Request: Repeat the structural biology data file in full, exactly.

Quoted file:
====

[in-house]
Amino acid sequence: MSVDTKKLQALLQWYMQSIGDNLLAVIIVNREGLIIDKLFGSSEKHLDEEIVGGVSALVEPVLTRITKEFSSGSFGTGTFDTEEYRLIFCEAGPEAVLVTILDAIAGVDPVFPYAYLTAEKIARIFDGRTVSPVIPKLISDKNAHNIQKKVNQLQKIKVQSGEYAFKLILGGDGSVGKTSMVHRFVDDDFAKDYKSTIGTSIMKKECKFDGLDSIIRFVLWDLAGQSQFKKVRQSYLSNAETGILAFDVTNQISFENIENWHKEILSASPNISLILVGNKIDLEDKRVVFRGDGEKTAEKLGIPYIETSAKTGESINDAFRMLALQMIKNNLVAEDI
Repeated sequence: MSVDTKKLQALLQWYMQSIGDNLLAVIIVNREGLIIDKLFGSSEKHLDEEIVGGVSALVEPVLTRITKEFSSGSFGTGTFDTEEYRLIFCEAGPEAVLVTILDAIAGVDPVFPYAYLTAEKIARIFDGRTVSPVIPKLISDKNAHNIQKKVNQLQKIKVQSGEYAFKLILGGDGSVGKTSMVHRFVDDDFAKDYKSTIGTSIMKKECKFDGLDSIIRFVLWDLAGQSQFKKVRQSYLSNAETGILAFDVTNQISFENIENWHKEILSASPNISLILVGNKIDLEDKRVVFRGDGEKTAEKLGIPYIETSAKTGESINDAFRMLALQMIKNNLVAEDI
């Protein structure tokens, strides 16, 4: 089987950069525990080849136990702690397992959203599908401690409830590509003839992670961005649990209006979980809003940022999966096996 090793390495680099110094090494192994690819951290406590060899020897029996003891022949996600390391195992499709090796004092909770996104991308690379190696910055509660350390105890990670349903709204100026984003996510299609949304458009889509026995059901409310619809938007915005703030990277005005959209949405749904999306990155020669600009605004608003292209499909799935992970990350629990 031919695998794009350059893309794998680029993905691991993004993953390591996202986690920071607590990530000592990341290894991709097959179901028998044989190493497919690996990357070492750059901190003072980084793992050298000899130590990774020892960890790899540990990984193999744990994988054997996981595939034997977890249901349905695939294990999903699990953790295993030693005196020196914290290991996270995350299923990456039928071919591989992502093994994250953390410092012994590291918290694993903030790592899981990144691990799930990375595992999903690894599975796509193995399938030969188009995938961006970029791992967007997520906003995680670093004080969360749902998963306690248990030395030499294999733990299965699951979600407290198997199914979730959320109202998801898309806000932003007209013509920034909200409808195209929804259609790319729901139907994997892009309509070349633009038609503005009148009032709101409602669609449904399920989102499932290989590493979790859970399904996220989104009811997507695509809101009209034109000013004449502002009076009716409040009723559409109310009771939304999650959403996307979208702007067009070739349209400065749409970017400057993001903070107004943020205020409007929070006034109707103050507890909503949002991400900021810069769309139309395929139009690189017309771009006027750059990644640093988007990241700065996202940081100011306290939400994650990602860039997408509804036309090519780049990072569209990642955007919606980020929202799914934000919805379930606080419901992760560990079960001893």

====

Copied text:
[in-house]
Amino acid sequence: MSVDTKKLQALLQWYMQSIGDNLLAVIIVNREGLIIDKLFGSSEKHLDEEIVGGVSALVEPVLTRITKEFSSGSFGTGTFDTEEYRLIFCEAGPEAVLVTILDAIAGVDPVFPYAYLTAEKIARIFDGRTVSPVIPKLISDKNAHNIQKKVNQLQKIKVQSGEYAFKLILGGDGSVGKTSMVHRFVDDDFAKDYKSTIGTSIMKKECKFDGLDSIIRFVLWDLAGQSQFKKVRQSYLSNAETGILAFDVTNQISFENIENWHKEILSASPNISLILVGNKIDLEDKRVVFRGDGEKTAEKLGIPYIETSAKTGESINDAFRMLALQMIKNNLVAEDI
Repeated sequence: MSVDTKKLQALLQWYMQSIGDNLLAVIIVNREGLIIDKLFGSSEKHLDEEIVGGVSALVEPVLTRITKEFSSGSFGTGTFDTEEYRLIFCEAGPEAVLVTILDAIAGVDPVFPYAYLTAEKIARIFDGRTVSPVIPKLISDKNAHNIQKKVNQLQKIKVQSGEYAFKLILGGDGSVGKTSMVHRFVDDDFAKDYKSTIGTSIMKKECKFDGLDSIIRFVLWDLAGQSQFKKVRQSYLSNAETGILAFDVTNQISFENIENWHKEILSASPNISLILVGNKIDLEDKRVVFRGDGEKTAEKLGIPYIETSAKTGESINDAFRMLALQMIKNNLVAEDI
């Protein structure tokens, strides 16, 4: 089987950069525990080849136990702690397992959203599908401690409830590509003839992670961005649990209006979980809003940022999966096996 090793390495680099110094090494192994690819951290406590060899020897029996003891022949996600390391195992499709090796004092909770996104991308690379190696910055509660350390105890990670349903709204100026984003996510299609949304458009889509026995059901409310619809938007915005703030990277005005959209949405749904999306990155020669600009605004608003292209499909799935992970990350629990 031919695998794009350059893309794998680029993905691991993004993953390591996202986690920071607590990530000592990341290894991709097959179901028998044989190493497919690996990357070492750059901190003072980084793992050298000899130590990774020892960890790899540990990984193999744990994988054997996981595939034997977890249901349905695939294990999903699990953790295993030693005196020196914290290991996270995350299923990456039928071919591989992502093994994250953390410092012994590291918290694993903030790592899981990144691990799930990375595992999903690894599975796509193995399938030969188009995938961006970029791992967007997520906003995680670093004080969360749902998963306690248990030395030499294999733990299965699951979600407290198997199914979730959320109202998801898309806000932003007209013509920034909200409808195209929804259609790319729901139907994997892009309509070349633009038609503005009148009032709101409602669609449904399920989102499932290989590493979790859970399904996220989104009811997507695509809101009209034109000013004449502002009076009716409040009723559409109310009771939304999650959403996307979208702007067009070739349209400065749409970017400057993001903070107004943020205020409007929070006034109707103050507890909503949002991400900021810069769309139309395929139009690189017309771009006027750059990644640093988007990241700065996202940081100011306290939400994650990602860039997408509804036309090519780049990072569209990642955007919606980020929202799914934000919805379930606080419901992760560990079960001893």